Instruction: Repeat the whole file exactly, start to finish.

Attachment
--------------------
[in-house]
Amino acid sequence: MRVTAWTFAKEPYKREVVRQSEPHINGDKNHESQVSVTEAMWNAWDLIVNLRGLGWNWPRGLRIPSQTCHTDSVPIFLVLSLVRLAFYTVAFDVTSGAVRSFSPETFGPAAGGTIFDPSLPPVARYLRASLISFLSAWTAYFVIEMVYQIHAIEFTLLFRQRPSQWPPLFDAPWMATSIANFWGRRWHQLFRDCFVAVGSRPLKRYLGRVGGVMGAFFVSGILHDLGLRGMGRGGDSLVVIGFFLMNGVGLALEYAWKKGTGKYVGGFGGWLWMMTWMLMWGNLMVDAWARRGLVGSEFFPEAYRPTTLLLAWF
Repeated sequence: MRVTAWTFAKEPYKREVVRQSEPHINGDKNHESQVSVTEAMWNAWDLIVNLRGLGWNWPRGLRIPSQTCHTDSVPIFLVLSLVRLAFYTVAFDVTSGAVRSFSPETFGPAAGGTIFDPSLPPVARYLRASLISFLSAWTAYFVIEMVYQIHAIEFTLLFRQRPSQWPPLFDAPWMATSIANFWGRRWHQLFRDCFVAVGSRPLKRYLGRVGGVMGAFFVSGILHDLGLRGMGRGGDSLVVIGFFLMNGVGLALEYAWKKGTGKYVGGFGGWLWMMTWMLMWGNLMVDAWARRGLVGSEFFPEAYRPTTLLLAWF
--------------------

[in-house]
Amino acid sequence: MRVTAWTFAKEPYKREVVRQSEPHINGDKNHESQVSVTEAMWNAWDLIVNLRGLGWNWPRGLRIPSQTCHTDSVPIFLVLSLVRLAFYTVAFDVTSGAVRSFSPETFGPAAGGTIFDPSLPPVARYLRASLISFLSAWTAYFVIEMVYQIHAIEFTLLFRQRPSQWPPLFDAPWMATSIANFWGRRWHQLFRDCFVAVGSRPLKRYLGRVGGVMGAFFVSGILHDLGLRGMGRGGDSLVVIGFFLMNGVGLALEYAWKKGTGKYVGGFGGWLWMMTWMLMWGNLMVDAWARRGLVGSEFFPEAYRPTTLLLAWF
Repeated sequence: MRVTAWTFAKEPYKREVVRQSEPHINGDKNHESQVSVTEAMWNAWDLIVNLRGLGWNWPRGLRIPSQTCHTDSVPIFLVLSLVRLAFYTVAFDVTSGAVRSFSPETFGPAAGGTIFDPSLPPVARYLRASLISFLSAWTAYFVIEMVYQIHAIEFTLLFRQRPSQWPPLFDAPWMATSIANFWGRRWHQLFRDCFVAVGSRPLKRYLGRVGGVMGAFFVSGILHDLGLRGMGRGGDSLVVIGFFLMNGVGLALEYAWKKGTGKYVGGFGGWLWMMTWMLMWGNLMVDAWARRGLVGSEFFPEAYRPTTLLLAWF